Assessment of clinical impact of SARS-CoV-2 in people with type 1 diabetes: A cohort study

Rubén Castillo-Ortega*, Juan Vega-Vargas, Samuel Durán-Aguero

*Autor correspondiente de este trabajo

Producción científica: Contribución a una revistaArtículorevisión exhaustiva


Objectives: During the coronavirus 2019 pandemic, there had been more than 758 million COVID-19 cases as of February 13, 2023, and it is the main cause of death in many countries. Due to the variation in disease presentation, scientists determined that people living with type 2 diabetes mellitus were at higher risk of mortality. However, people living with type 1 diabetes have not been thoroughly studied, especially in extreme regions of developing countries. The objective of this study was to analyze the effects of SARS-CoV-2 pandemic restrictions on different variables in a cohort with type 1 diabetes. Methods: This cohort-type study included pediatric and adult patients with type 1 diabetes at Regional Hospital Dr. Juan Noé Crevani in Arica, Chile. Biosocial and anthropometric factors, clinical history, self-care activities, and biochemical parameters were assessed and compared using analysis of variance and paired t tests between March 2020 and March 2021. Results: A total of 150 patients were assessed during the SARS-CoV-2 pandemic in Arica, Chile. One year after the pandemic struck, the main causes for metabolic deterioration were a reduction of carbohydrate counting by an average of 8.67% (P = 0.000), a reduction of adherence to treatment by an average of 25% (P = 0.000), and a shift to telemedicine as a main health care service (P = 0.023); these factors raised hemoglobin A1c (HbA1c) levels by 1.81%, 1.78% and 0.075%, respectively. The participants’ average body mass index (BMI) increased by 1.26 kg/m2 and HbA1c levels increased by 0.16% during the first year of the pandemic. Also, hospitalizations increased about 2% (P = 0.984), and there was a significant increase in carbohydrate and snack intake (P = 0.330 and P = 0.811, respectively). Children's linear growth decreased by a standard deviation of 0.035 (P = 0.648), and their physical activity decreased by 12.67% (P = 0.383). Conclusions: This study found that adherence to diabetes care was reduced during the pandemic owing to a variety of behavioral reasons and environmental changes (e.g., quarantines and food security). This affected this population's HbA1c levels, BMI, linear growth, and number of hospitalizations as main consequences. Telemedicine remains an important tool, but it must be reconsidered among all different age groups.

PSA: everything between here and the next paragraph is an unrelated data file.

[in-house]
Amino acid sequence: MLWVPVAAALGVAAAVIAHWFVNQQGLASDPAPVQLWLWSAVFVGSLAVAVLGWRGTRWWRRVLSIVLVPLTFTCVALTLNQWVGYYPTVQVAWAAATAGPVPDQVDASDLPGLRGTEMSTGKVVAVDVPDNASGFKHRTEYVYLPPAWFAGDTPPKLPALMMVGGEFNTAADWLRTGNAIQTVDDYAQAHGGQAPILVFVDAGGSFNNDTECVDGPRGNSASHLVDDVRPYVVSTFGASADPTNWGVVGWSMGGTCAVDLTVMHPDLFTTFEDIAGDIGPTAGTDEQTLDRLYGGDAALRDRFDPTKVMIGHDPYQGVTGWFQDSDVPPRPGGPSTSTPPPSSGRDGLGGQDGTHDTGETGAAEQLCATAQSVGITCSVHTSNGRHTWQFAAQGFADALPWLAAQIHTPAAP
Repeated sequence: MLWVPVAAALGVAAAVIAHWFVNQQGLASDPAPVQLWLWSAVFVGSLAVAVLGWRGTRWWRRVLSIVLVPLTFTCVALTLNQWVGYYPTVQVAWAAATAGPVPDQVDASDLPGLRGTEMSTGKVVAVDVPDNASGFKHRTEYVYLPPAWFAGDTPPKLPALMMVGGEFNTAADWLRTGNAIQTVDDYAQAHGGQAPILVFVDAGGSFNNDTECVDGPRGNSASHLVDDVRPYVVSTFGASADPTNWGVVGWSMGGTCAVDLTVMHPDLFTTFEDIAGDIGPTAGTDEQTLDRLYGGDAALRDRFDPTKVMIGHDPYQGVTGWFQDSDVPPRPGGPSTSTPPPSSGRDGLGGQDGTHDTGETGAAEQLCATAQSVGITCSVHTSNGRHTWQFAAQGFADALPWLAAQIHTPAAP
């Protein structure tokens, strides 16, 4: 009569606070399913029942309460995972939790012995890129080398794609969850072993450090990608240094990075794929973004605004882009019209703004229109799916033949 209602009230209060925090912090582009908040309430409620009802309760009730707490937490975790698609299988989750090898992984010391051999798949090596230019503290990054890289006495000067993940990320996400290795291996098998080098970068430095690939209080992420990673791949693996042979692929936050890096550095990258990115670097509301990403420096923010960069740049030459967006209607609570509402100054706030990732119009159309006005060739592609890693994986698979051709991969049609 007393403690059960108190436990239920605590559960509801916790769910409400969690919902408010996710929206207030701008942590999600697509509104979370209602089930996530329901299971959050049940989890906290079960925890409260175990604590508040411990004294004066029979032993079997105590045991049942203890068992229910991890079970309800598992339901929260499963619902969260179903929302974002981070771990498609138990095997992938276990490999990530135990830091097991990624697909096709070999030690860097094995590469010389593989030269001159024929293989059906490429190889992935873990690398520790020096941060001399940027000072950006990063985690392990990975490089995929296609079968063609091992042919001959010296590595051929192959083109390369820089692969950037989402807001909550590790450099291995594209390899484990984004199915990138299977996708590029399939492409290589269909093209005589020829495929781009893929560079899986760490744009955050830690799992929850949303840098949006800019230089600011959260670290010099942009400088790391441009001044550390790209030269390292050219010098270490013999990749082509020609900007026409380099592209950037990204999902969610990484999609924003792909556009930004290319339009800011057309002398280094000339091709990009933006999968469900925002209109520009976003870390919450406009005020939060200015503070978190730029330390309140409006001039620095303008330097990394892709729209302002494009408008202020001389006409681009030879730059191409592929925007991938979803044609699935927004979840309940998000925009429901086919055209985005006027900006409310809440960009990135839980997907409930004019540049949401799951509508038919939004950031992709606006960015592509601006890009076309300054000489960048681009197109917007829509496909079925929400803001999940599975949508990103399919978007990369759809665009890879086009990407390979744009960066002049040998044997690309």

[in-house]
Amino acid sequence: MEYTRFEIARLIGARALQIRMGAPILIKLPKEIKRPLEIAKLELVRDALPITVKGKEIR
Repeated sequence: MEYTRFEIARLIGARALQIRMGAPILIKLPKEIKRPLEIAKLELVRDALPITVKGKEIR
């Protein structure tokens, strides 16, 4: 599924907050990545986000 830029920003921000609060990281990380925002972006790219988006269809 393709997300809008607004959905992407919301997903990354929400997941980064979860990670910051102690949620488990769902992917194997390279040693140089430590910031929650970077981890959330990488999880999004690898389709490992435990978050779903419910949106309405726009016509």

Idioma originalInglés
Número de artículo112263
PublicaciónNutrition (Burbank, Los Angeles County, Calif.)
EstadoPublicada - 2024

Nota bibliográfica

Publisher Copyright:
© 2023 Elsevier Inc.

Áreas temáticas de ASJC Scopus

  • Endocrinología, diabetes y metabolismo
  • Nutrición y dietética


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